FRAGILE EARTH: Geological Processes from Global to Local Scales and Associated Hazards (4-7 September 2011)
Paper No. 20-9
Presentation Time: 14:15-14:30

TRACING THE TRANSIENT CRATER IN IMPACT EXPERIMENTS

DUFRESNE, Anja, POELCHAU, Michael H., and KENKMANN, Thomas, Geological Sciences, Albert-Ludwigs Universität Freiburg, Alberstraße 23b, Freiburg, 79104, Germany, anja.dufresne@geologie.uni-freiburg.de

Small-scale impact cratering experiments into sandstone targets were performed at the Fraunhofer Ernst-Mach Institute in Freiburg, Germany. Steel, iron meteorite and aluminium projectiles were accelerated to velocities of 2.5 up to 7.9 km/s, resulting in impact energies between 0.8 and 56 kJ. Morphological analyses of the resulting craters reveal an outer, shallow-dipping area, two central depressions and a fragile, white-coloured centre as characteristic features of all experiments into dry targets. However, late spallation of the brittle target material induces a certain degree of variability in crater shape and total crater volume. For a sensible comparison to experiments into other target materials and for scaling to natural impact craters, a comparable feature that is independent of late-stage spallation is needed. During the early cratering process, a transient crater forms with a shape that is initially unaffected by spallation effects. First results indicate that this transient crater can be well described by quadratic parabola fits to crater profiles. The results are compared to independently calculated geometric markers using the following methods: (i) extrapolating parabola radii to ejecta imprints on catcher systems, (ii) comparing the parabola slope to ejecta curtain angles and tracking ejecta particle trajectories on high-speed video images, and (iii) comparing weight fractions of grain size analyses to calculated transient crater volumes. As a first approximation, the transient crater volume is constrained to a volume of about 10-40% of the final crater volume, depending on the method applied. Definite values and the application of these methods for a comparison to experiments in other brittle and non-brittle target materials will be presented.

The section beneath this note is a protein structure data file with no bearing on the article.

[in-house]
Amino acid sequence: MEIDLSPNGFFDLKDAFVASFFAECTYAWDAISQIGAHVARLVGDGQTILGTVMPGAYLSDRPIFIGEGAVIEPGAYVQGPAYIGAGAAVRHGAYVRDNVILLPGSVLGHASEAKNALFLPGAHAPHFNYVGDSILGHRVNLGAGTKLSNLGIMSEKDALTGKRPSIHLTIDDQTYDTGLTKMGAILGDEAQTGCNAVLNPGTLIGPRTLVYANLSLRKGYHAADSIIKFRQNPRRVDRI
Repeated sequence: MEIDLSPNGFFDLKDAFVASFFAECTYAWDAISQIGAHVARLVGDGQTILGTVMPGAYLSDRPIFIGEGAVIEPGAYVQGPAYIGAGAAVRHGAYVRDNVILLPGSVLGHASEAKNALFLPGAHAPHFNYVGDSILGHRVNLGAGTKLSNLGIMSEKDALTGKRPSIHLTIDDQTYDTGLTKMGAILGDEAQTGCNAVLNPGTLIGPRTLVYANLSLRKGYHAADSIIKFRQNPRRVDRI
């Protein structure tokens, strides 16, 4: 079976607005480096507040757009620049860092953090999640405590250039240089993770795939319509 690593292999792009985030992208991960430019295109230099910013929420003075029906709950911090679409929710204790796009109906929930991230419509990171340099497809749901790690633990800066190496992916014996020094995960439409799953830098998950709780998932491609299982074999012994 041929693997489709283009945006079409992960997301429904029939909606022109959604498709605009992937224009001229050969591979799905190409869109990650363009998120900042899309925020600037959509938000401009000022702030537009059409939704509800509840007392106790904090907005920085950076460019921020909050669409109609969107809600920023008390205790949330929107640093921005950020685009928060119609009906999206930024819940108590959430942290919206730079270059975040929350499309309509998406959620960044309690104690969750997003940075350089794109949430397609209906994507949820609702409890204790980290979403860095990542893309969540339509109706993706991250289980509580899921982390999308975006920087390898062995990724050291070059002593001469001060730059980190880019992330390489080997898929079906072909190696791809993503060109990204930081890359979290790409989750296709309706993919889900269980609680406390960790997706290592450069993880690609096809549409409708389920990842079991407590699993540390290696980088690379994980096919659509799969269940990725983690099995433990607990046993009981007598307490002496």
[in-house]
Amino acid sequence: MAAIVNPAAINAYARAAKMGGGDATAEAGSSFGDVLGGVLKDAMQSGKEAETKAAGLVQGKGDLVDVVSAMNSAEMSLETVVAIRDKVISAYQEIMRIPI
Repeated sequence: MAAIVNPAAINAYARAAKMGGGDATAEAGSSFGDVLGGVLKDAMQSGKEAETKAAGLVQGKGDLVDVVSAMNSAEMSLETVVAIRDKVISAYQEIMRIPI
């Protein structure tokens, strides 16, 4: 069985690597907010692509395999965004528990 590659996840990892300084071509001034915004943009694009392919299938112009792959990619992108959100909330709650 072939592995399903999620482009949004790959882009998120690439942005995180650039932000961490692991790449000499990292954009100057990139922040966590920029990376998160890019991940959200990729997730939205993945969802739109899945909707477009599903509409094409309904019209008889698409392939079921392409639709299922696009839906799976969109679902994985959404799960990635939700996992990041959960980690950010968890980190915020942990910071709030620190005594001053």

FRAGILE EARTH: Geological Processes from Global to Local Scales and Associated Hazards (4-7 September 2011)
General Information for this Meeting
Session No. 20
Dynamic Impact Cratering in Nature, Experiment, and Model
Ludwig-Maximilians-Universität München: A 015
11:00-15:45, Tuesday, 6 September 2011


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